The presently living rhinoceros are a well-defined group of animals whose members closely resemble each other, in spite of the fact that two of the species live on the African continent and three in Asia. The African rhinoceros are from a separate branch (subfamily Dicerotinae) which includes the present-day Black Rhinoceros (Diceros bicornis), which originally fed on foliage, and the Square-Lipped Rhinoceros (Ceratotherium simum), also know as the White Rhino, which has become adapted for feeding on grass.

{short description of image}
Black Rhinoceros
{short description of image}
White Rhinoceros

Name: White and Black Rhinoceros
Scientific name: 
  • Black (Diceros bicornis
  • White (Ceratotherium simum)
Range: Africa, Mostly in Kenya and Zimbabwe.
Habitat: White Rhinos are savanna dwelling grazers, while the Black Rhino is a browser living in forest and thorn scrub.
Status: Black Rhino is endangered, White Rhino is Vulnerable.
Diet in the wild: Water grass and leaves
Diet in the zoo: Hay, Lucerne chaff, horse cubes, carrots and bananas as a treat. 
Location in the zoo:  African Savannah

Physical description: 

Black Rhinos; Height 1.5 - 1.75 meters at center of back, average weight 4,500 pounds. Body length up to 3.75 meters. Their color is  brown; the tail is short. Although their eyesight is poor, both hearing and sense of smell are excellent. They have two large horns, the front one being the largest. These horns can measure up to 50 inches in length.  The horn of all rhinos is formed of hair-like keratin fibers pressed together.  The horns are found in both sexes.  The upper lip is prehensile and helps the rhino browse through and manipulate foliage as it feeds. 

Black rhino at Fort Worth Zoo
showing pointed upper lip

White Rhinos; Height 1.75 - 2.05 meters, weight between 3000 - 4000kg, head and body length 3.6 - 4.2 meters.  Hips are lower than the shoulders.Their color is light gray; the tail is short and tasseled. There are two horns on the snout; the front one is usually longer. The upper lip is very broad and squared-off -- in fact the "weit" upper lip was the original basis for mistakenly calling this animal a "white" rhinoceros!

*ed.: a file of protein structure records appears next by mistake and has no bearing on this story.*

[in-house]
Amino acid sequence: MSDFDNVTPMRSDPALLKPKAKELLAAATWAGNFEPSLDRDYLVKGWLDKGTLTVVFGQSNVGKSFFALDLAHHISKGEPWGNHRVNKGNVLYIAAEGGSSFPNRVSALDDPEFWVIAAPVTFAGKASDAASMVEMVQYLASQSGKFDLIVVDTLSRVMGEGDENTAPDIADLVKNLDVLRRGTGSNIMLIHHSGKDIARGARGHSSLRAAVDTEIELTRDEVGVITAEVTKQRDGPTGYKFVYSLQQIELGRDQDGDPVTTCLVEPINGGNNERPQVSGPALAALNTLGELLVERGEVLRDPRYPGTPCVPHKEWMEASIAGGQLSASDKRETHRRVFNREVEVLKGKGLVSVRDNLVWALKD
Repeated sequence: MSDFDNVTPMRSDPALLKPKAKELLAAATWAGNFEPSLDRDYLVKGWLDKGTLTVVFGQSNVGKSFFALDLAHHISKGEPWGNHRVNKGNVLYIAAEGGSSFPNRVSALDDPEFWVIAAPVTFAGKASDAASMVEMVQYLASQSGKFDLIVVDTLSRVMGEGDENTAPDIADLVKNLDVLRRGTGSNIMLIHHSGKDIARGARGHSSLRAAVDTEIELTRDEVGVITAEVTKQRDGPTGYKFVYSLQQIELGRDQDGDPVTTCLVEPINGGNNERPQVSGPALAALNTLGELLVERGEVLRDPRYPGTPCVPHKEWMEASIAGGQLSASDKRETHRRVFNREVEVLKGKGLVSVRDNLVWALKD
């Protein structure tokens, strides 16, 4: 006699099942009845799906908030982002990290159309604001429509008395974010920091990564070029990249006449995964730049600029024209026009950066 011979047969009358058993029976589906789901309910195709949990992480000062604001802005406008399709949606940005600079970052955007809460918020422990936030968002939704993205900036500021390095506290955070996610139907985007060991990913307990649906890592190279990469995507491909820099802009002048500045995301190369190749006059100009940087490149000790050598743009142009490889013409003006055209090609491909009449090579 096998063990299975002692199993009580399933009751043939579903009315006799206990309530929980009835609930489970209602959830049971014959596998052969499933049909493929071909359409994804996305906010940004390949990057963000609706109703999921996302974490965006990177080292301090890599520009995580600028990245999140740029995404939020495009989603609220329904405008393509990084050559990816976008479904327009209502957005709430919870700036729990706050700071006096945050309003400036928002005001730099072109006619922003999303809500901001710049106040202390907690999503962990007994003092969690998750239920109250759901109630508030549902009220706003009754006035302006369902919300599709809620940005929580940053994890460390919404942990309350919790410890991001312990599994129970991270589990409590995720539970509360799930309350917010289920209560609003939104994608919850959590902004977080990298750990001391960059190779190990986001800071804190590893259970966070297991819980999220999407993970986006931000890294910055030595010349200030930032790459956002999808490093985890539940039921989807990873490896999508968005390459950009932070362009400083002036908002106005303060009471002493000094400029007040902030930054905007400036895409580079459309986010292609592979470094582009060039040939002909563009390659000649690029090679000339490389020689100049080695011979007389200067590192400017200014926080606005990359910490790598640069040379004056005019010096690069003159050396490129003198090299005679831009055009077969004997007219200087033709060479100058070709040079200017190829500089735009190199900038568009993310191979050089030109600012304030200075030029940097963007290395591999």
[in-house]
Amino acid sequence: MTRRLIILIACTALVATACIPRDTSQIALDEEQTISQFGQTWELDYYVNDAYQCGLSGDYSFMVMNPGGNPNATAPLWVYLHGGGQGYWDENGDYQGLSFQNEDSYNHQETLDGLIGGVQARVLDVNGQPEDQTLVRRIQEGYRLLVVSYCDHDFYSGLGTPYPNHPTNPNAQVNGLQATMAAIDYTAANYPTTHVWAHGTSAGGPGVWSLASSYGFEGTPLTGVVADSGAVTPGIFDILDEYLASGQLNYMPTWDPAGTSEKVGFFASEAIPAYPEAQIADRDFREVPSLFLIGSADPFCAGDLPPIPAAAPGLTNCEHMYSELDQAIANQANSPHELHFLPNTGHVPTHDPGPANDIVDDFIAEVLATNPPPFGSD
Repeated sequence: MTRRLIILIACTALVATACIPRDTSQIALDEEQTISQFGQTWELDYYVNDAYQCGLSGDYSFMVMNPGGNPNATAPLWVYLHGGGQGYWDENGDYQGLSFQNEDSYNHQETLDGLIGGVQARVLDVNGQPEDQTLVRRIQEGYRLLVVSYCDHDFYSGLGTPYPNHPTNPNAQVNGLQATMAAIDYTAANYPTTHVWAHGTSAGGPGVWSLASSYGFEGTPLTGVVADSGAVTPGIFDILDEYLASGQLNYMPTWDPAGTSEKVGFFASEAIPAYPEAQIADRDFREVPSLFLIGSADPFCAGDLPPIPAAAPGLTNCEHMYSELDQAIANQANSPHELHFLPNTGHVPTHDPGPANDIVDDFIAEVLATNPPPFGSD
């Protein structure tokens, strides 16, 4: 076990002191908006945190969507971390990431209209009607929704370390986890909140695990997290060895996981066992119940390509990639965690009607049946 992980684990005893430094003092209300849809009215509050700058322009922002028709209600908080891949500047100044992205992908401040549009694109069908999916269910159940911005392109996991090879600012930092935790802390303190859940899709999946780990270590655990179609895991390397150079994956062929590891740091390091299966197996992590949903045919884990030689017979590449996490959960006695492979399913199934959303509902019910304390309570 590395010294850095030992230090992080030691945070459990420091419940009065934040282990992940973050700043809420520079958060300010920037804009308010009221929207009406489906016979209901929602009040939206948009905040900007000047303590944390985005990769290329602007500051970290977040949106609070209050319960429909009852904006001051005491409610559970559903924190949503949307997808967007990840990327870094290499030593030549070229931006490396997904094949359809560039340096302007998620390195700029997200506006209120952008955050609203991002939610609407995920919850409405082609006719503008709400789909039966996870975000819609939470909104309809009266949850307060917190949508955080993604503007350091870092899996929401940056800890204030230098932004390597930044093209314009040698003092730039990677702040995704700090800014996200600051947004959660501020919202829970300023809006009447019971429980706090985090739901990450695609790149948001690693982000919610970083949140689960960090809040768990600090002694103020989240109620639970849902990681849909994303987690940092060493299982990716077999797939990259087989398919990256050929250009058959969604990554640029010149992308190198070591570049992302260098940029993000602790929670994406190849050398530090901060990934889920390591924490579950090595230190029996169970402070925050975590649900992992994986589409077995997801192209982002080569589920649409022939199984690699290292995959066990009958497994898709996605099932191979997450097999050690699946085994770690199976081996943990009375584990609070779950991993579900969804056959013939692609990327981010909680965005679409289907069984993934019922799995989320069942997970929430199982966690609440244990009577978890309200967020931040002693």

White rhino close up, showing longer front 
horn and square lip

General information: 

Black rhinos are solitary animals, only coming together to mate. By contrast, the more gregarious white rhino only breeds successfully when there are small groups. The most lasting bond is between females and young, the calf staying with the mother for about five years. The black rhino is the more aggressive of the two species.  It can move at speeds up to 40 miles per hour for short distances -- the speed of a race horse! 

Rhinos have poor eyesight and are likely to charge any suspicious moving object without provocation.  Their hearing and sense of smell, on the other hand, are very good.

White rhino males mate with any estrous female within their territory after a long courtship session. Mating lasts 20 to 30 minutes. The female bears a single calf; the calf suckles for at least one year but can eat grass at two months. The calf lives with the cow for around 3 years until the next calf is born.

Black rhino with calf "Little One."

Special anatomical, physiological or behavioral adaptations: 

Black Rhinos Courting
Male black rhinoceros mark their territories by spraying urine and scattering feces by rotating the tail. They also sleep in the shade or in mud during the hottest hours. Since it cannot sweat, it rolls in mud or dust to keep cool. 

 Rhinos are often accompanied by oxpeckers, tick birds and cattle egrets, which feed on insects stirred up by the rhino's feet, or living in the mud on their skin. 

White rhino with oxpecker
courtesy of Africam

Personal Observations: 

In the rhinoceros exhibit at the zoo I saw that there were  several white and black rhinos, including a calf. I noticed that unlike in the wild they would often have more than one white rhino male in an area and interestingly they did not seem to have a problem sharing the same territory. 

White rhinos face off in courtship display

Current research: 

White / Black Rhino, Class Mammalia, Subclass Eupheria, Order Perissodactyla, Family Rhinocerotidae, Genus Cerathotherium / Diceros, Species Simum / Bicornis, Status Vulnerable. 

Sexual maturity: Female: 4-5 years; first calf at 6-8 years. Males 7-8 years; first territory at 10 years. Gestation 16 mouths. Life span up to 40 years. 

Page author: Obi Ibeto. 

Email:  Ibeto@hotmail.com

{short description of image}
WhoZoo Home
Asian Rhinos at the Fort Worth Zoo
Mammal Index
Animal Index

Sources and Links

Fort Worth Zoo 

Black Rhino at the Smithsonian
International Rhino Foundation White Rhino
IRF Black Rhino
Namibian Black Rhino Project
Pennies for the Planet Year of the Rhino

Britannia Encyclopedia (on animals), Section R, 47-53.